10:15 AM - 10:30 AM
[STT58-06] Can magnetic survey estimate locations of intrusions?
Keywords:intrusion, magma, magnetic survey, 3D imaging, Usu Volcano, Usu 2000 Eruption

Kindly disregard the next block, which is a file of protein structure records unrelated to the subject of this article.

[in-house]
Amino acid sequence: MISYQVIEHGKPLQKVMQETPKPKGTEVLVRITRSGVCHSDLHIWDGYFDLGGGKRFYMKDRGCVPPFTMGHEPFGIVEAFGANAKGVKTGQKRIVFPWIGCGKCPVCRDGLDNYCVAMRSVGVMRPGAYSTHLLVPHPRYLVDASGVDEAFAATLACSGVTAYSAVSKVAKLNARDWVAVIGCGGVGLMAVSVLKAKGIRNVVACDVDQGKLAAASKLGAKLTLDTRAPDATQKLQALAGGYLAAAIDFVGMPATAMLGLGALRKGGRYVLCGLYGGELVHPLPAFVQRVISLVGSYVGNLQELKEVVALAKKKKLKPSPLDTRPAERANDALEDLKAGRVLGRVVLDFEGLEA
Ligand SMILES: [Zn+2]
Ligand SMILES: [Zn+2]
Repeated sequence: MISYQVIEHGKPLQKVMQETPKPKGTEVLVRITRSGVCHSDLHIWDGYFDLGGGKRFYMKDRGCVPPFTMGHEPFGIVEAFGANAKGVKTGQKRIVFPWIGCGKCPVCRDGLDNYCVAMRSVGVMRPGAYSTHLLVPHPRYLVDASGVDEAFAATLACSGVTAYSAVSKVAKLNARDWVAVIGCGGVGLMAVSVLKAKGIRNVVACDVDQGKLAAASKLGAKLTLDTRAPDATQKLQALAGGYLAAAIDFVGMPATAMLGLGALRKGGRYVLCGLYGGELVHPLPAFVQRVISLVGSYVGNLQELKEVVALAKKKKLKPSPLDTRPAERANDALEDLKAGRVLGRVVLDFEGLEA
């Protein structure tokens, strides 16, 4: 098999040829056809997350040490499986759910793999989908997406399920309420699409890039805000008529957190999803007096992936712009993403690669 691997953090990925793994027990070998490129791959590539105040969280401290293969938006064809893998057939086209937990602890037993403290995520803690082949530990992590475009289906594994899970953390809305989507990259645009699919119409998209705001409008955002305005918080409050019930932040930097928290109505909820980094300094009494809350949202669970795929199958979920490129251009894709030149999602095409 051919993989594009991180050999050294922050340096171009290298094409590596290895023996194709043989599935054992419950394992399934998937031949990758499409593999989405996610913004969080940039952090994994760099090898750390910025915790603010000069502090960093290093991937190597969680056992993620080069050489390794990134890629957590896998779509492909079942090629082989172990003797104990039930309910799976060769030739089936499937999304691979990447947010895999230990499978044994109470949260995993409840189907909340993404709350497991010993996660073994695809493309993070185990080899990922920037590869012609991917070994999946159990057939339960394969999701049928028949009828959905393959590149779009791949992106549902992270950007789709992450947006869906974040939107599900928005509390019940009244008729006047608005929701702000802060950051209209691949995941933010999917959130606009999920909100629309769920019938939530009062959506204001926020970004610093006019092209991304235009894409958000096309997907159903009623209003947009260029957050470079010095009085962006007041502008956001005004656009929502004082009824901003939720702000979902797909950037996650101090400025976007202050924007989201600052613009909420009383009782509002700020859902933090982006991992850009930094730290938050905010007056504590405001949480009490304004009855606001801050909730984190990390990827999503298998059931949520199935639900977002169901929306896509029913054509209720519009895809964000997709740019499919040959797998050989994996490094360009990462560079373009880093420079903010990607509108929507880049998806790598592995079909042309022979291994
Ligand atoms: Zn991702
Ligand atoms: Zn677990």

This time, we took a different approach to overcome the problem. We thoroughly reexamined the aeromagnetic anomalies observed by helicopter-borne EM and magnetics flown at an altitude of 70 m above terrain. Since the flight altitude of this survey is lower than that of the former one, a dipole of magnetic anomalies with a reverse polarity was found on the southwestern flank of the main edifice of volcano. To confirm the magnetic anomaly, we, then, conducted a ground magnetic survey along some profiles. As a result, a comparable magnetic anomaly was observed on ground. Whereas, the survey area is underlain by basaltic somma lava which shows high NRM intensities (6-10A/m) (Okuma et al., 2014). This suggests the existence of an intrusive body with a magnetization intensity lower than that of the somma lava. There are two possibilities which account for the magnetic anomaly. A hot magma of the recent eruptions might have intruded in the somma lava since some fumarolic activities were observed nearby during the ground magnetic survey. A cooled magma intruded during older eruptions is another possibility. Volcanic activities of the volcano changed from basaltic to dacitic after the formation of the main edifice. Since the NRM intensities of dacite is lower than that of soma lava (Nemoto et al., 1957), an old dacitic intrusion can account for the magnetic anomaly as well. Consequently, a repeat magnetic survey might play a role of judging if which hypothesis is more suitable by observing temporal magnetic changes.